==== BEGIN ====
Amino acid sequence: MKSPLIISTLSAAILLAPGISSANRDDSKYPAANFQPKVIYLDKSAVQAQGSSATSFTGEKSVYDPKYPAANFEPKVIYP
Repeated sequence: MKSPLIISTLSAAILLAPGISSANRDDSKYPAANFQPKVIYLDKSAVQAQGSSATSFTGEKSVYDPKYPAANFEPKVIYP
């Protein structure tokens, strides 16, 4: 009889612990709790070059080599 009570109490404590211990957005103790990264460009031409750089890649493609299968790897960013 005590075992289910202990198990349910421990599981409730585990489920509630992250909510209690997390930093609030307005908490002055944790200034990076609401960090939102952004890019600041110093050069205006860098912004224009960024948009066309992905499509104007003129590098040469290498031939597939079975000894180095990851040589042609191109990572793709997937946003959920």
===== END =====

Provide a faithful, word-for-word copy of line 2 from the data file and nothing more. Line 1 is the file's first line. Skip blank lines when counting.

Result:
Repeated sequence: MKSPLIISTLSAAILLAPGISSANRDDSKYPAANFQPKVIYLDKSAVQAQGSSATSFTGEKSVYDPKYPAANFEPKVIYP